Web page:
Policing cooperation agreement between China and Fiji restored
Published: Mar 17, 2024 07:59 PM
A view of a beach in Fiji Photo: VCG

A view of a beach in Fiji Photo: VCG

After reviewing a policing cooperation deal with China for a year, Fiji decided to maintain the cooperation despite Pacific Islands countries (PICs) are facing mounting pressure from some former colonial powers such as the US and Australia, which reflects that such cooperation, fundamentally different from that with Western countries, stems from the strong demand of the PICs, Chinese experts said. 

It also shows that the motivation behind the police cooperation is selfless and can genuinely help improve local security, which will contribute to creating a favorable business environment for Chinese-funded enterprises and Chinese businesspeople in the area, representing a tangible mutual benefit, experts noted. 

After some media reported on Saturday that Fiji will uphold a policing cooperation with China after it had reviewed it for 12 months amid concern from Australia, the Global Times confirmed with the Chinese Embassy in Fiji on Sunday that the China-Fiji police cooperation has been restored.

Fijian Prime Minister Sitiveni Rabuka put on hold the decade-old police cooperation deal between Fiji and China shortly after forming his government in December 2022, citing differences in policing, investigations and legal systems, Reuters said. 

The agreement allows for cooperation in a range of areas including the exchange of intelligence, visits, training and the supply of equipment, according to media reports. Fiji's home affairs minister, Pio Tikoduadua, was quoted as saying in a report by the Guardian on Friday that under the cooperation, "there will only be Fijian officers training in China and no embedding of Chinese officers in the Fiji police force now."

The police cooperation between China and PICs is rooted in the strong demand of those countries, Chen Hong, executive director of Asia Pacific Studies Centre at East China Normal University, told the Global Times. 

"Under the long-term governance of Western colonial rule, Western countries imposed their old governance systems on the local areas without any adjustments, which resulted in them being implemented without truly taking root. This caused a governance vacuum in these countries after the colonial era ended," he said. 

Also, the nature of Pacific Island countries leads to numerous tribes within a single nation constantly in conflict. Together, these factors mean that if social unrest occurs locally, there is almost no sufficient capacity, either in personnel or ability, to respond, Chen noted. 

In the past, PICs often had no choice but to request Australian military and police intervention during conflicts but that was a temporary solution that did not address the root causes, as foreign military and police can only temporarily increase enforcement strength, leaving the governance system unable to stand on its own and failing to solve fundamental issues, the expert said.  

"Also, Australian military and police have been seen as superior to locals, often disregarding local customs and showing ineffective enforcement during their law enforcement processes. In this context, governments of some Pacific Island countries have decided to seriously consider enhancing their police forces' governance capabilities," he said.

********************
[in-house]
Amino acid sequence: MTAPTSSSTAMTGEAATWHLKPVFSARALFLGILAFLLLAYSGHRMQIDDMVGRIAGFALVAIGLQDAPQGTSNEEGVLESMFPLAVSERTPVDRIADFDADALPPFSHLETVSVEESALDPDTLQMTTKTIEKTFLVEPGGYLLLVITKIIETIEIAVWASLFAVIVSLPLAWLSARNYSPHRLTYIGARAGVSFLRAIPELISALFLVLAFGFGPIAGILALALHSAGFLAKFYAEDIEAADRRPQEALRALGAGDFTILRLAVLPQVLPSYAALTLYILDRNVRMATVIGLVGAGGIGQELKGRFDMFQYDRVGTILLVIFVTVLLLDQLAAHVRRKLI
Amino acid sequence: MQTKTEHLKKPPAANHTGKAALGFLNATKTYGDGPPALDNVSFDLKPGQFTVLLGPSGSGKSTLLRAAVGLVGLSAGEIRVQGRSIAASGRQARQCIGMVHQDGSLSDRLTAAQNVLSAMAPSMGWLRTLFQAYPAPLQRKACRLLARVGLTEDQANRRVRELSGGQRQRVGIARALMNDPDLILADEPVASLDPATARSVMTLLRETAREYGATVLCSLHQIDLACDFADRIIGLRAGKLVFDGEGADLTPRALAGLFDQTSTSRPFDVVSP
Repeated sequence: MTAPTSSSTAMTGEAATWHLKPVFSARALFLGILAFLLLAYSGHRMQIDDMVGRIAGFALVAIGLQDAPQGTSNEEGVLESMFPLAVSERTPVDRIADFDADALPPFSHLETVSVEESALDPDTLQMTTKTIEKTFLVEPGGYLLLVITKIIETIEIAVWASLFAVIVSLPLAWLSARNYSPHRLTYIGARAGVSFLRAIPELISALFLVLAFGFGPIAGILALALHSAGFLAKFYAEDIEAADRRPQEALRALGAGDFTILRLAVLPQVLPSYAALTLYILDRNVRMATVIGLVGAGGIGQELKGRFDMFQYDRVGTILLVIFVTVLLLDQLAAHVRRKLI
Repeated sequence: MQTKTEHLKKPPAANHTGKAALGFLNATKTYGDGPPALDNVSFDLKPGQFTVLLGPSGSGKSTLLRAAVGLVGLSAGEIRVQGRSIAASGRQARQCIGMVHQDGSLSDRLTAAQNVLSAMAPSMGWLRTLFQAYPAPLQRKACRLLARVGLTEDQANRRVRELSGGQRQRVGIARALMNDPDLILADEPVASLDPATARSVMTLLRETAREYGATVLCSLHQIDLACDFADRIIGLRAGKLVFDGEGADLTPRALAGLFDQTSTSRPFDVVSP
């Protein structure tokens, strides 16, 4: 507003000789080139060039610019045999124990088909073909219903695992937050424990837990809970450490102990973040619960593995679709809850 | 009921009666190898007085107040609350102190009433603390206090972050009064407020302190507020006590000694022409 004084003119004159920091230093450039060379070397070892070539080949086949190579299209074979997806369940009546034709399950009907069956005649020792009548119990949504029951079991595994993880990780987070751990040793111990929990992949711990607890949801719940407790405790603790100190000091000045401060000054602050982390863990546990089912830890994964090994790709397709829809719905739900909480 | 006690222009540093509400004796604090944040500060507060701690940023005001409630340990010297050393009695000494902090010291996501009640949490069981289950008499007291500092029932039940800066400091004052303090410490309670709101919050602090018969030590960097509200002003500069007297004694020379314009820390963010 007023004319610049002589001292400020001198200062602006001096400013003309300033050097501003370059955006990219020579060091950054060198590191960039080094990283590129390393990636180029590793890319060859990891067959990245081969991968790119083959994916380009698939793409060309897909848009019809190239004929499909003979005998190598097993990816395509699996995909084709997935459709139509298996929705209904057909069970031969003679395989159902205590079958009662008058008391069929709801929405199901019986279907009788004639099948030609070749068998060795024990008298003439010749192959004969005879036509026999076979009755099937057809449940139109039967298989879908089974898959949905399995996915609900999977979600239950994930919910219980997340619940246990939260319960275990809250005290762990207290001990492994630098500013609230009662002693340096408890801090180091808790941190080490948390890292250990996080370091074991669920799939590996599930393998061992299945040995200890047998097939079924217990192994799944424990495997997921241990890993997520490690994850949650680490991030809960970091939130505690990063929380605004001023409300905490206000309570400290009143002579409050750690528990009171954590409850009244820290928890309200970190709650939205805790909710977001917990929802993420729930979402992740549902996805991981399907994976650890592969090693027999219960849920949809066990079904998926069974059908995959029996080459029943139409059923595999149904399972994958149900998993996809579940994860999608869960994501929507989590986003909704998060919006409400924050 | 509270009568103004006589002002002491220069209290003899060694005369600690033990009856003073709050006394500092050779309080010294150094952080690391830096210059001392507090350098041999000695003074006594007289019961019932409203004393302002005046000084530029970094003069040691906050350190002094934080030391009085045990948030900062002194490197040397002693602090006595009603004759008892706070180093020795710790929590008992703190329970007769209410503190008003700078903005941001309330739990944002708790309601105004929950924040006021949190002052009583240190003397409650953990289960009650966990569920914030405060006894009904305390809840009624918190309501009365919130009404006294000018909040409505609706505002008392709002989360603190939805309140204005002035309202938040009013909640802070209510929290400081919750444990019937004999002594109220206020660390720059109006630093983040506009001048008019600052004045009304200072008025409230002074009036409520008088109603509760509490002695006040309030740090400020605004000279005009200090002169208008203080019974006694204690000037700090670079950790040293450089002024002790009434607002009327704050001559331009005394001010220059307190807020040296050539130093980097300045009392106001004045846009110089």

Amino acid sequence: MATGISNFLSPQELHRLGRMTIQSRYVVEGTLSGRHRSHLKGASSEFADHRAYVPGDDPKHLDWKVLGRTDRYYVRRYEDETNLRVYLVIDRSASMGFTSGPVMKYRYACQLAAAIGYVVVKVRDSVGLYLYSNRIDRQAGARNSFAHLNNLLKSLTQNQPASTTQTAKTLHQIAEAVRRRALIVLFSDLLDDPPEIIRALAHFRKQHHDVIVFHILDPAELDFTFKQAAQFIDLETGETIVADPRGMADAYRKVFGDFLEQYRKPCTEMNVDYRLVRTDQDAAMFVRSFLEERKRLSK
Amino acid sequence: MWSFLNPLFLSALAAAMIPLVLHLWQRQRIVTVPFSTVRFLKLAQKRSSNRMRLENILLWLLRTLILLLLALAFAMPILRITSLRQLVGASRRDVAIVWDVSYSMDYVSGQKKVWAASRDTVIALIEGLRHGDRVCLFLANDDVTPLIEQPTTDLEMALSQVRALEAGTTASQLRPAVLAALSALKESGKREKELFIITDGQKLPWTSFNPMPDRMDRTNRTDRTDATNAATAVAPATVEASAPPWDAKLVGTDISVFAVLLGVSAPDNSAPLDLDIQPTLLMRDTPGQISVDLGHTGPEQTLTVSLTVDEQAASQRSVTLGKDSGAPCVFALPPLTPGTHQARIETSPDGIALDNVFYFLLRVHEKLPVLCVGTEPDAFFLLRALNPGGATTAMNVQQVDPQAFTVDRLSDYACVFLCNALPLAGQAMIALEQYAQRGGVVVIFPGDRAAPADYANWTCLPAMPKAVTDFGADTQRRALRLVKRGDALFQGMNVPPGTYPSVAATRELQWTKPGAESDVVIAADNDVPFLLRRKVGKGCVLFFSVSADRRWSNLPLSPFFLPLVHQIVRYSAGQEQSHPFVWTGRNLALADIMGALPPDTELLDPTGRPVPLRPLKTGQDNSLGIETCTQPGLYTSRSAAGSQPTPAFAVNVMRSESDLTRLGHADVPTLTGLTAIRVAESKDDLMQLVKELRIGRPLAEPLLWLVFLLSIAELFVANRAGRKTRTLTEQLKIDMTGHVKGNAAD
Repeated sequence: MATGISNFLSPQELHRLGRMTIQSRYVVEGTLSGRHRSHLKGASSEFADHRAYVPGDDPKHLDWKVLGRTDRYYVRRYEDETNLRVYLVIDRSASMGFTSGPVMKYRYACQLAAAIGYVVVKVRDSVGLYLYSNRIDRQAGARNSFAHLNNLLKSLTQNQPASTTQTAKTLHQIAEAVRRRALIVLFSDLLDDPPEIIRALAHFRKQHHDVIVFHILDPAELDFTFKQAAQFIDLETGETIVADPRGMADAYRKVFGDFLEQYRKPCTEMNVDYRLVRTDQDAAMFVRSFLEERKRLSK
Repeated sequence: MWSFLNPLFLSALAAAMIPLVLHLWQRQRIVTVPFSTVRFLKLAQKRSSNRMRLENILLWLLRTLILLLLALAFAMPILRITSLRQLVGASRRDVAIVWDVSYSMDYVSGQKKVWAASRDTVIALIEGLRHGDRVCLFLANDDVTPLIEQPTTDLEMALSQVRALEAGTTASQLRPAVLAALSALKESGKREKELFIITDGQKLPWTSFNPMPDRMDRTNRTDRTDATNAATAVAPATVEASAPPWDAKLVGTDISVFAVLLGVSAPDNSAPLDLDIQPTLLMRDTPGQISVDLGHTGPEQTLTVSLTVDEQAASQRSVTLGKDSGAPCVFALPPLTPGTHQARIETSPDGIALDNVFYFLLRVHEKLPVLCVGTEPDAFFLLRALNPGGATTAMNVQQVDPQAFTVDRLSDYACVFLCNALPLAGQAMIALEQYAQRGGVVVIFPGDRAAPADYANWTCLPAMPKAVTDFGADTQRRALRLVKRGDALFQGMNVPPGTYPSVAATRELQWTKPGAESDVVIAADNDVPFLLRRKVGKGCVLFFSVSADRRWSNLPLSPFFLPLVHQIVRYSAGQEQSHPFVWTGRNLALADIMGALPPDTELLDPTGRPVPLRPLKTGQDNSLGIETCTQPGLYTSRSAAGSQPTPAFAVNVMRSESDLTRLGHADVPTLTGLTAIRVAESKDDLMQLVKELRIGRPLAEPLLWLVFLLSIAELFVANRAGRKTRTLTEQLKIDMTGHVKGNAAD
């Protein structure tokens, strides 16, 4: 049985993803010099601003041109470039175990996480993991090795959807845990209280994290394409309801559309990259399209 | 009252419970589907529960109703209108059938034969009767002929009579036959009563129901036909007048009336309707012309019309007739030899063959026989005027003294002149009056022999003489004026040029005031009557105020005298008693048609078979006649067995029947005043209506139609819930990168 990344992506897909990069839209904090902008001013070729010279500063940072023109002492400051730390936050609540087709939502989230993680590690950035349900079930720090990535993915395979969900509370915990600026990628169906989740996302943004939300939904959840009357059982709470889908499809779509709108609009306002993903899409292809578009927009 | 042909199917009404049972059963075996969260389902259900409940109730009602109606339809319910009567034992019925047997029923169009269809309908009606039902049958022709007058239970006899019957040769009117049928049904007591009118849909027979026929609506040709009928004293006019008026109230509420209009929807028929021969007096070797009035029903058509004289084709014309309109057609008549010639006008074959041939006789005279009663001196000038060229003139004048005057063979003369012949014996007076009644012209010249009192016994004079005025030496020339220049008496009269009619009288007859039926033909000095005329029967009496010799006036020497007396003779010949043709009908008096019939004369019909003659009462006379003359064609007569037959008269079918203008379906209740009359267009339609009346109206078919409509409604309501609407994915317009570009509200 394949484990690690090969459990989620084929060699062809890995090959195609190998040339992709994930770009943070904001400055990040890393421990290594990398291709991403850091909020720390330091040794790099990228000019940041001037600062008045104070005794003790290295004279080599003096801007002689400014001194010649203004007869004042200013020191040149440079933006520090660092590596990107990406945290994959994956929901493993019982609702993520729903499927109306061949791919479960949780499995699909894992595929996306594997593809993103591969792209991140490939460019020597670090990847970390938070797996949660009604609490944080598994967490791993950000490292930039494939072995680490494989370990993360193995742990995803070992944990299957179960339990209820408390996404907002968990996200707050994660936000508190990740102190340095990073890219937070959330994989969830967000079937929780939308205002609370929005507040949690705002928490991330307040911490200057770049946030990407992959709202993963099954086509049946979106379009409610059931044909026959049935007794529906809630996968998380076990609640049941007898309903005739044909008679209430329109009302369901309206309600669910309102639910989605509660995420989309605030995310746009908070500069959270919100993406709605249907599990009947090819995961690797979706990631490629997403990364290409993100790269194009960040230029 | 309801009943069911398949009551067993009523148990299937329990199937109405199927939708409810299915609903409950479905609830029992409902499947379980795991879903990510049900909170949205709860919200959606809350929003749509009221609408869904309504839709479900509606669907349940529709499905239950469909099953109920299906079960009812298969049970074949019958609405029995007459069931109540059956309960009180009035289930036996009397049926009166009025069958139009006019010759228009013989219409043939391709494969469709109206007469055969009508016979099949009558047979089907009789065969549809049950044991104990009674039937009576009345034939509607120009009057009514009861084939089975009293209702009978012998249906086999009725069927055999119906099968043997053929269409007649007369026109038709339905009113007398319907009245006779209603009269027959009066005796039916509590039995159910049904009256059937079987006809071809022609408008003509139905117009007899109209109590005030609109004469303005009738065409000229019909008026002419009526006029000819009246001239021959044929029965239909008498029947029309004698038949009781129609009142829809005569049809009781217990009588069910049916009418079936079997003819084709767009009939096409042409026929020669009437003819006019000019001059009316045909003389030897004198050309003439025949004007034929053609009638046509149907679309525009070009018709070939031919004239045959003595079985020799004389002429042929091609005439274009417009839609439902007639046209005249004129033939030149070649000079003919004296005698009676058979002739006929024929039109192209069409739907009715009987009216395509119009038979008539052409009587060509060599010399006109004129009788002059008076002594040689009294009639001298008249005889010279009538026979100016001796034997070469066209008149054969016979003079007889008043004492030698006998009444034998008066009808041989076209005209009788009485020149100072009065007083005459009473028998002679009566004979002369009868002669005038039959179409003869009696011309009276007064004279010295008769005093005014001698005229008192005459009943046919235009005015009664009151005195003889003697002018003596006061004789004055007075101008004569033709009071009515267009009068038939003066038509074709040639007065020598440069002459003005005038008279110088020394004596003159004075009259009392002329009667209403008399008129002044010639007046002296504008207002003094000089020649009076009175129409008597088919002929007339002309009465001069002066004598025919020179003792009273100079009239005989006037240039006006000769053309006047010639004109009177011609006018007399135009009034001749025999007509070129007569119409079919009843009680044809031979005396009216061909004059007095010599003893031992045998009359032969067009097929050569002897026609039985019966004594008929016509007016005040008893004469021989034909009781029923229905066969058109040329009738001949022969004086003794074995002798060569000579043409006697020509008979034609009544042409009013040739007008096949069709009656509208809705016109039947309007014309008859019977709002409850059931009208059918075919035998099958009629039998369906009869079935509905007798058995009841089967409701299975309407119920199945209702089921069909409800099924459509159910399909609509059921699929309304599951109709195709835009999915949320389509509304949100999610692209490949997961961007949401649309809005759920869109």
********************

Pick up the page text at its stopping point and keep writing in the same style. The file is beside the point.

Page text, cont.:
Some experts believe that the cooperation between China and other PICs, for example, the law enforcement cooperation between China and the Solomon Islands, has been a good example for other PICs. 

"Former colonial powers like the US have also engaged in police cooperation with island nations, but their focus has been on how to strengthen control over local military, police and governments. In contrast, China's cooperation with these island countries emphasizes enhancing law enforcement and crime-fighting capabilities without interfering in domestic affairs," Yu Lei, a professor at Shandong University, told the Global Times. 

This cooperation with China is highly regarded by local societies but is not welcomed by countries like the US and Australia. This is mainly because, after cooperating with China, the island nations now have a point of comparison and, whether in terms of technology or public sentiment, are more inclined to cooperate with China, Yu said. 

China's increasing presence in the South Pacific has caught the attention and even the anxiety of the US. 

Daniel Kritenbrink, Assistant Secretary of State for East Asian and Pacific Affairs, told the Senate Foreign Relations Committee recently that the US will open an embassy in Vanuatu "imminently" and is working to get the approval of the parliament in Kiribati for a mission. He also reiterated warnings to Pacific Island countries of the dangers of agreements with China, Reuters reported on Friday. 

The US and Australia have traditionally viewed the South Pacific as their sphere of influence, intending to turn the region into a base for containing China, and they have significantly obstructed China's cooperation with PICs, experts said. 

"Western and US media also deliberately confuse concepts, intentionally using the term 'security,' which can refer to both social order and national defense security. Thus, they purposefully portray cooperation in social governance and policing as military cooperation, furthering their own militarization in the region," Chen said.  

Also, they bribe local opposition parties to intentionally smear the cooperation between China and the local countries. This approach has indeed had some effect, leading new governments to spend a considerable amount of time reviewing cooperation agreements with China, during which the interference from the US and Australia is evident, the expert added.